• Shaare Zedek Hospital Director of the Department of Ophthalmology advanced an appointment for a cornea transplant for a private patient - Although others waited more than a year, a young man paid a private clinic headed by the department head, and was his turn was moved up. The hospital: The cornea or the date of the operation did not match the rest of the patients. Maariv earlier revealed that the same doctor fired five doctors - all Arab - shortly after he became its head. (Maariv)
  • Rabbi dismissed from IDF course for opposing women's service - Rabbi Tzvi Kostiner, who has accused the military of "waging a cultural war and trying to destroy families" by encouraging women to enlist, headed a rabbis' training course in the IDF reserves. Rabbi's associates slam "growing attempt to muzzle rabbis." (Israel Hayom)
  • IDF launches large-scale emergency preparedness exercise - Simultaneous with General Staff emergency preparedness exercise, Home Front Command to hold similar drill in government ministries, public institutions, schools; sirens will sound Tuesday at 11:05am, 7:05pm; IDF asks everyone to practice seeking shelter during drill. (Ynet)
  • Superman Dean Cain to swoop into Knesset Wednesday - Stupendous Superman actor Dean Cain to save the day this week, when he'll attend a Knesset event saluting Israel at the behest of his friend, Zionist Union MK Hilik Bar; Lois and Clark star became friends with Israeli parliamentarian when both visited Warsaw at the same time; 'His curiosity towards Israel transformed into love with the passage of time,' Bar shares. (Ynet)
  • Ovadia Yosef’s daughter: ‘If it were up to me, Shas would disappear’ - Daughter of Shas founder and spiritual leader Rabbi Ovadia Yosef, Adina Bar-Shalom, declares that if it was up to her, Shas would disappear; 'Deri changed for the worse since leaving prison, he disappointed me,' she laments. (Ynet)
  • Israeli Emmys: ‘Fauda’ Wins Best TV Drama, ‘Shababnikim’ Best TV Comedy - At the Israel Academy for Film and Television’s awards ceremony, Channel 10 won for best news broadcast, 'A Wonderful Country' for best satire program and Ilana Dayan for lifetime achievement. (Haaretz)
  • Israel's Asylum Seekers Face Grim Prospects as Holot Detention Center Sends Them to the Unknown - Some of the African inmates of the facility in the desert are presented with an option to temporary relocate from the center- but most of the major cities are closed. (Haaretz+)
  • amilies from kibbutzim, moshavim to shelter asylum seekers - Initiatives underway for Israeli families at kibbutzim, moshavim, to provide refuge for asylum seekers facing expulsion; efforts to resettle 1,000 African families from south Tel Aviv in periphery cities; resettlement's organizer: 'Government likes the idea.' (Ynet)
  • Israel may declassify Jewish Agency archives dealing with racist absorption of North African Jews - Justice minister announces intended move after airing of new documentary 'The Ancestral Sin', which delves into sore spot in Israeli history: The treatment of immigrants who came to Israel in the 1950’s. (Haaretz+)
  • Hundreds of Poles gather to express solidarity with Jews - Warsaw rally held to express Polish solidarity with Jews, criticize government's 'radical inappropriate policies'; thousands attend Macedonia ceremony commemorating 75th anniversary of deportation of Macedonian Jews to Treblinka. (Agencies, Ynet)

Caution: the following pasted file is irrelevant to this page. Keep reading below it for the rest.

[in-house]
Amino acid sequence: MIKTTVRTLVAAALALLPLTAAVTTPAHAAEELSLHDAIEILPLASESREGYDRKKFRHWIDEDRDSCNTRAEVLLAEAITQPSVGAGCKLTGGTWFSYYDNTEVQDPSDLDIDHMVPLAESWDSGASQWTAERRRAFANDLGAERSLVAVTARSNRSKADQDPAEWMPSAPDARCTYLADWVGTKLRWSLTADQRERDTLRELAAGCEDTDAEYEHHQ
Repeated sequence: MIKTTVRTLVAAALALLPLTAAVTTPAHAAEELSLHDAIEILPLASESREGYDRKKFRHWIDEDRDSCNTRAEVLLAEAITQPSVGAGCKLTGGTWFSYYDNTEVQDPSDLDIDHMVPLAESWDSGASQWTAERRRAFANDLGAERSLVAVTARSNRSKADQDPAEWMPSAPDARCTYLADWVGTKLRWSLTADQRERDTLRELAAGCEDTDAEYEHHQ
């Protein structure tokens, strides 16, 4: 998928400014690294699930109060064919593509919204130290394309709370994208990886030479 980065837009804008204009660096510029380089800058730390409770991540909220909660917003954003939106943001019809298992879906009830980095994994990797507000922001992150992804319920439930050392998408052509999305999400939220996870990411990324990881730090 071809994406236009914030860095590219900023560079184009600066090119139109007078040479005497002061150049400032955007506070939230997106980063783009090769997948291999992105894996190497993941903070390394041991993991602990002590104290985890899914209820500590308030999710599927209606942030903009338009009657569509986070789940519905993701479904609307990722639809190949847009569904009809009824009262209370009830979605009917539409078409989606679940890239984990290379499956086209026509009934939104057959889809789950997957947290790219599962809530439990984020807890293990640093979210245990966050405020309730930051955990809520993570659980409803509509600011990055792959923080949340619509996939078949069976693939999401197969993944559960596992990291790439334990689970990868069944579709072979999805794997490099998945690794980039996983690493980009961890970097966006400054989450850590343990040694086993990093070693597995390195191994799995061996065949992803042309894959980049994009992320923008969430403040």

• Israeli connects with Iranian tourism officials at trade show - ITB Berlin tourism and travel trade show allows Israeli executive to approach Iranian Tourism Ministry officials, speak to them about airing episode showcasing their country in Israel; 'Slight embarrassment was noted at first when I told them I was from Israel,' he recounts, adding, 'Tourism can make the connection between our two countries.' (Ynet)
  • Polish senator suggests expelling Israeli envoy for linking ruling party to 1968 purge of Jews - Senator Jan Zaryn says Poland 'may have to ask this lady to leave this country' after Israeli ambassador Anna Azari warns that 'it has been very easy to wake up and recall all anti-Semitic demons in Poland.’ (JTA, Haaretz)
  • Ann Coulter Tweetstorm Targeting 'Globalist' Jews Sparks Outrage - Twitter users were enraged, calling for the commentator to be banned from the platform over Coulter's use of what they deemed to be anti-Semitic and inflammatory language. (Haaretz)
  • Fox News Host: Trump Can't Be Racist, He Dated a Black Woman - Son-in-law Is Jewish - Jesse Watters has had awkward on-air moments before, taking time off last Spring after making a lewd joke about Ivanka Trump. (Haaretz)
  • Trump Administration Backs PLO in Terror Lawsuit, Angering Zionist Organization of America - The Supreme Court will say by March 29 whether it will consider the appeal by the litigants in the case, known as Sokolow v. Palestine Liberation Organization. (JTA, Haaretz)
  • Syrian Army Gains Ground, Cleaves Rebel Enclave of Eastern Ghouta - The Syrian army has cut off two major towns from the rest of the area under 'unrelenting bombardment.’ (Agencies, Haaretz)
  • Yedioth: Hezbollah forces participating in Ghouta massacre - Hundreds of the Lebanese organization's fighters have been taking part in the Assad army's onslaught on rebel forces in the eastern suburbs of Damascus following direct orders from Iran; to avoid criticism, Hezbollah leader Nasrallah has been hiding the fighters' participation in the battles from their families. (Yedioth/Ynet)

Sex for Food: With Nowhere Else to Turn, Women of Syria's Aleppo Face Exploitation by Aid Workers